Watson Rowe (LTNBA) – When we’re talking about Coach of the Year candidates one of the first names that pops up is always Gregg Popovich. Popovich is the longest tenured coach in the NBA having been with the San Antonio Spurs since 1996. His list of accomplishments include 3 Coach of the Year Awards, 5 NBA championships, and 20 consecutive winning seasons consistently working with one of the oldest roster in the league his success is undervalued.
But enough about the past we’re looking right now at the 2017-2018 NBA season. Many believe that the Spurs would not produce much when Kawhi Leonard went down early. But his record says otherwise.
Despite criticism and skepticism Popovich has the Spurs currently in third place in the western conference with a record 34 and 19 going into All Star break. He has key wins against OKC and the Cleveland Cavaliers this season without star player, Kawhi Leonard in the lineup.
Due to this success with a seriously aging roster, combined with his current record of 34-19 in a heavily stacked western conference, he has my vote as coach of the year.
Kevin Bertalotto (LTNBA) – The Miami Heat being a top 5 seed has certainly shocked many, especially when you consider that this squad missed the playoffs last year. Countless people thought their 30-11 run in the second half of last season was “luck” or “a fluke” but this season is proving otherwise.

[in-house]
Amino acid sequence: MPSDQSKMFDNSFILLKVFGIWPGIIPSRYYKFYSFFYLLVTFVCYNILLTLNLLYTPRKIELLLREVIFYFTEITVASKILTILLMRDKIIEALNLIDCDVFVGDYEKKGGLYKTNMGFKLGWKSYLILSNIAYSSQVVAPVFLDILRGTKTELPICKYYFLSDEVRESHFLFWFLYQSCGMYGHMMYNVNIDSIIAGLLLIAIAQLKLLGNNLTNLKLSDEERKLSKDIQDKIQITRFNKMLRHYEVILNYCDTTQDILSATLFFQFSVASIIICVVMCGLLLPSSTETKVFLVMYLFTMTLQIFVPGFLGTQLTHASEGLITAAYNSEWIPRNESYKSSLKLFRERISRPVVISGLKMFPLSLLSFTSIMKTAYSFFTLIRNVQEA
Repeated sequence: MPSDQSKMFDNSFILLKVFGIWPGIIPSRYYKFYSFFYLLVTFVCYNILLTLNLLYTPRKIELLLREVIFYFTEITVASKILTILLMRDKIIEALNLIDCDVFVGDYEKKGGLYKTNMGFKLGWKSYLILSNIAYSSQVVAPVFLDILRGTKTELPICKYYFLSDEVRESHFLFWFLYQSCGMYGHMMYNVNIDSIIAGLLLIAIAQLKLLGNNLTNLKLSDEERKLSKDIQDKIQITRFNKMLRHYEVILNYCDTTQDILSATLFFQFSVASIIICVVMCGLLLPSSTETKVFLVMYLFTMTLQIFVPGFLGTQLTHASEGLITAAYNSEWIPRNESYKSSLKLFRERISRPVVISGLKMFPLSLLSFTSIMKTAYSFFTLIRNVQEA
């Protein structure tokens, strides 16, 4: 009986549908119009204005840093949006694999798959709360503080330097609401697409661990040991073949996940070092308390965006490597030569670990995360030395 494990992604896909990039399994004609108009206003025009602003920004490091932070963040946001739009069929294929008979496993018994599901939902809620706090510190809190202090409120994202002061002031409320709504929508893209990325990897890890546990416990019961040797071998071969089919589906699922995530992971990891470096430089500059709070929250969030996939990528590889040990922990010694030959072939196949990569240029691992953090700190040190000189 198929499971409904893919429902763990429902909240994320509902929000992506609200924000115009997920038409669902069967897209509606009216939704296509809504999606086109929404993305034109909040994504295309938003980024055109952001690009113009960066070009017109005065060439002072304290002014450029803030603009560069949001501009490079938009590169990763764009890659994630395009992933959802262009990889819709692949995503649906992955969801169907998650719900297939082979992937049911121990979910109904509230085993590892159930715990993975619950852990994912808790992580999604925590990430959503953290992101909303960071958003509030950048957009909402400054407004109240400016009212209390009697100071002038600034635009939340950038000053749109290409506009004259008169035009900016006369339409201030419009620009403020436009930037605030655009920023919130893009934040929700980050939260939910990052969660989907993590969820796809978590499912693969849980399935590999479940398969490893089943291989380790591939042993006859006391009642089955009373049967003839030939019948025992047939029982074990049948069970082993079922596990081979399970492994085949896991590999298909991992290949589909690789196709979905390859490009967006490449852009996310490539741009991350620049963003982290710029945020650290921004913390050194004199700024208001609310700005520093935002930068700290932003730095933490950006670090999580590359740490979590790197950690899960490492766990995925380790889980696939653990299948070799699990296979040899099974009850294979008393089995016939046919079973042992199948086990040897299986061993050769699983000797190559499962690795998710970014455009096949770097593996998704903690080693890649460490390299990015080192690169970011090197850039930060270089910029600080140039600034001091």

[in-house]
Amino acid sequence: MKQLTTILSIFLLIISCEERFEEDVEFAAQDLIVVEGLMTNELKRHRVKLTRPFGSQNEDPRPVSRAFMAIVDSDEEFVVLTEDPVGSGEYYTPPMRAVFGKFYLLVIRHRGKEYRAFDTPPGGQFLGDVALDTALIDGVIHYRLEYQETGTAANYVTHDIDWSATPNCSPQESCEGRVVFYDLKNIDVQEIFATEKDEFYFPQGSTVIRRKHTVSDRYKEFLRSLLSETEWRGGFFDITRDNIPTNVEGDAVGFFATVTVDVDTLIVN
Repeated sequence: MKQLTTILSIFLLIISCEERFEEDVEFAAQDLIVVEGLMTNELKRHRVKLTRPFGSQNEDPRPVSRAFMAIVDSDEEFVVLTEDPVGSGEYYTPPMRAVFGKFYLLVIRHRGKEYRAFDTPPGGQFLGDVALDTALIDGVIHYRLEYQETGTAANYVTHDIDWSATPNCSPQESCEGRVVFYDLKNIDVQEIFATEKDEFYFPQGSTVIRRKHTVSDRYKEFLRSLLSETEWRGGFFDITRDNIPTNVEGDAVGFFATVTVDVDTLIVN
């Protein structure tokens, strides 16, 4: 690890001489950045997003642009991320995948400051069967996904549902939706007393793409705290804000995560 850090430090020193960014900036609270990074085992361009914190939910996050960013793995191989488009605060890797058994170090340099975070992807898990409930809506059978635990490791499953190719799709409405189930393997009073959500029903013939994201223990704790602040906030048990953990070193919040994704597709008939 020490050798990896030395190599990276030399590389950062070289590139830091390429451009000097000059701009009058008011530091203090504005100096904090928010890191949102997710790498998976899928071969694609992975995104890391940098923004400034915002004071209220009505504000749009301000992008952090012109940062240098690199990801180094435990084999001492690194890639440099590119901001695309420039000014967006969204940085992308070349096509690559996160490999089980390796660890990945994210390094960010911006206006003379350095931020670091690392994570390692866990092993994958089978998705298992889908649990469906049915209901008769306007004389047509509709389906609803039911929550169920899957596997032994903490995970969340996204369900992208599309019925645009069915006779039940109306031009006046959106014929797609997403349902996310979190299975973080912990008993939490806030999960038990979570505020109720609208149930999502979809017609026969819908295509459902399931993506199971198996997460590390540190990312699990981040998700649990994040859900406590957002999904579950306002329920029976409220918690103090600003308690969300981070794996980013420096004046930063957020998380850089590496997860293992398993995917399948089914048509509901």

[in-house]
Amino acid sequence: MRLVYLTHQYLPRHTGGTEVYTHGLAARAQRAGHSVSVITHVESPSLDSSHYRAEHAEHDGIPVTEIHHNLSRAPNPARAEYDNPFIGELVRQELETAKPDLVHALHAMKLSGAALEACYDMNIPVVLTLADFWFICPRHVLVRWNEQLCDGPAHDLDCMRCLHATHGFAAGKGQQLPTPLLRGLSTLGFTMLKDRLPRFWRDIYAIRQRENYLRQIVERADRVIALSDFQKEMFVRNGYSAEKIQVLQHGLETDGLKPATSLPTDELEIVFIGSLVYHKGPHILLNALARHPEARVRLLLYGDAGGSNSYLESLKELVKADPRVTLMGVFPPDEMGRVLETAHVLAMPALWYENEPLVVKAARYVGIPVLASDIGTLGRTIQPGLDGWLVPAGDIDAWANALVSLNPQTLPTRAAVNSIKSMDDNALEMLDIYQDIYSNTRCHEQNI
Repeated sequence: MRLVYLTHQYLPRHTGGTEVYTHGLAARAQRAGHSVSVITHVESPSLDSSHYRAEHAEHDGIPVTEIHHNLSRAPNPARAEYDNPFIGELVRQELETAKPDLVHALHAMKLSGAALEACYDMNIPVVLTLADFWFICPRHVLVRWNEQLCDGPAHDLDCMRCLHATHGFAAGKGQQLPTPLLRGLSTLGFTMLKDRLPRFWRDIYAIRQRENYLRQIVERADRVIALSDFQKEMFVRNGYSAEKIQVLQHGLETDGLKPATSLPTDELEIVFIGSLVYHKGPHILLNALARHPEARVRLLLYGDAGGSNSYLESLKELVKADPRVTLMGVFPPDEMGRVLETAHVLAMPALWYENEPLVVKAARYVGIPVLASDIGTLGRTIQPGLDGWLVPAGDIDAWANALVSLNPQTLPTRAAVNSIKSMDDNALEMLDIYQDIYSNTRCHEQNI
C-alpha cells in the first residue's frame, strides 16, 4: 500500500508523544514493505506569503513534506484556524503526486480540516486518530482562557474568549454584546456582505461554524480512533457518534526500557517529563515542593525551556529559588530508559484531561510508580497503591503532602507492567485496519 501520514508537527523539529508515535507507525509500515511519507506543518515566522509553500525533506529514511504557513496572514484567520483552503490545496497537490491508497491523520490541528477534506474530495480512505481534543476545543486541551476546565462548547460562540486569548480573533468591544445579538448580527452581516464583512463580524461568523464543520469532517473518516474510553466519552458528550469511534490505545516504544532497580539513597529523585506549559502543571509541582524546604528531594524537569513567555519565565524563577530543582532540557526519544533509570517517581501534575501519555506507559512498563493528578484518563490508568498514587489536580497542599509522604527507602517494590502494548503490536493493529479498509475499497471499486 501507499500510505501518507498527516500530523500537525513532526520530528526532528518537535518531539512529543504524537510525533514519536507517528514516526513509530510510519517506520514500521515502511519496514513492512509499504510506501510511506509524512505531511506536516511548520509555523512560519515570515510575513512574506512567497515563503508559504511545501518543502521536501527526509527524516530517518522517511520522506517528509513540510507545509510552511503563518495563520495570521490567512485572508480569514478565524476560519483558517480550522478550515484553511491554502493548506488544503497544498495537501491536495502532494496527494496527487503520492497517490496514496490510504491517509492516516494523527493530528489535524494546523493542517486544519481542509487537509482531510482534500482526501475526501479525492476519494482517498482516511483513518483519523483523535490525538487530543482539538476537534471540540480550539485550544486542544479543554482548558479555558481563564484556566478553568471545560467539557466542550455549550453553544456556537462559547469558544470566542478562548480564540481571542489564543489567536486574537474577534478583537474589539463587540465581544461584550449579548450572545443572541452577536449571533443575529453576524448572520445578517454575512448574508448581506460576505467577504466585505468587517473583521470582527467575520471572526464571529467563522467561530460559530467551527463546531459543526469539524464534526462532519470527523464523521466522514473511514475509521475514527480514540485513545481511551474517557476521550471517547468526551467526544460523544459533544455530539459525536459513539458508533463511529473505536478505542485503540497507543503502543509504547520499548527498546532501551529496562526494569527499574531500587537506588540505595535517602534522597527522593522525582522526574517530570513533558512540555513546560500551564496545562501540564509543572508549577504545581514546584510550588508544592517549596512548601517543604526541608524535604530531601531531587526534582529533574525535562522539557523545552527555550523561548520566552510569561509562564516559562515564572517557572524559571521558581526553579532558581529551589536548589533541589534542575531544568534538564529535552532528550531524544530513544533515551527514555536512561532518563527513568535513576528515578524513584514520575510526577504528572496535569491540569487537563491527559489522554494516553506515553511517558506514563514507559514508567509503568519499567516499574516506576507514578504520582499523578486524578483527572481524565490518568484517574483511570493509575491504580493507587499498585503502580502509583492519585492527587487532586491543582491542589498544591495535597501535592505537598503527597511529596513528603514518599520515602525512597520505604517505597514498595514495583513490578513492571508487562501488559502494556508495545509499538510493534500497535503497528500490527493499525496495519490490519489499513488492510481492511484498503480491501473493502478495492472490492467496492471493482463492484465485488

Despite losing shooting guard Dion Waiters for the rest of the season, the Heat have managed to maintain a top 4 seeding in the Eastern Conference, sitting just a few wins behind the Cleveland Cavaliers in standings.
This is due to the genius of head coach Erik Spoelstra, (affectionately known as Spo to many Heat fans) and his ability to draw productive play from young players such as center Hassan Whiteside and small forward James Johnson, to make up for the production lost when Waiters fell to injury.
Now there is no question that there are other viable candidates for COY that can make a case for the award such as Boston’s Brad Stevens, Minnesota’s Tom Thibodeau (Thibs), San Antonio’s Gregg Popovich (Pop), and Toronto’s Dwane Casey.
However, there are several key differences between these coaches that make Spoelstra (Spo) a more worthy candidate.
Stevens may be a better coach and did lose Gordon Hayward but he does have two all-stars, one of which is an MVP Candidate (Kyrie Irving) while Spo has zero TRUE all stars.
It’s been 25 years since a team with a top 4 seeding has headed into the All Star Break without a single All Star.
By default Heat point guard Goran Dragic made the All Star Game (ASG) due to an injury suffered by Cavaliers forward Kevin Love, but in general Dragic is not an all-star.
Sure, Minnesota made a huge improvement from last year, and coach Thibs deserves credit, however he did add perennial All Star shooting guard Jimmy Butler from the Bulls and then free agent shooting guard Jamal Crawford, a perennial Sixth Man of the Year candidate, during the off-season.
Coach Pop is always in the conversation for COY including this season, however his Spurs finished with the 2nd seed in the Western Conference last year, and are currently in position to finish third or lower in conference standings this year.
Coach Casey is leading his team to a great season however he does have two all-stars including a top 3 shooting guard and top 7 point guard.
All in all, with so many clutch plays assigned by Spo and the improvement from last season despite multiple injured players; transforming the Heat from a non-playoff team to the 4th seed in the conference in such a short time span, Erik Spoelstra deserves to be more recognized and this award is a start.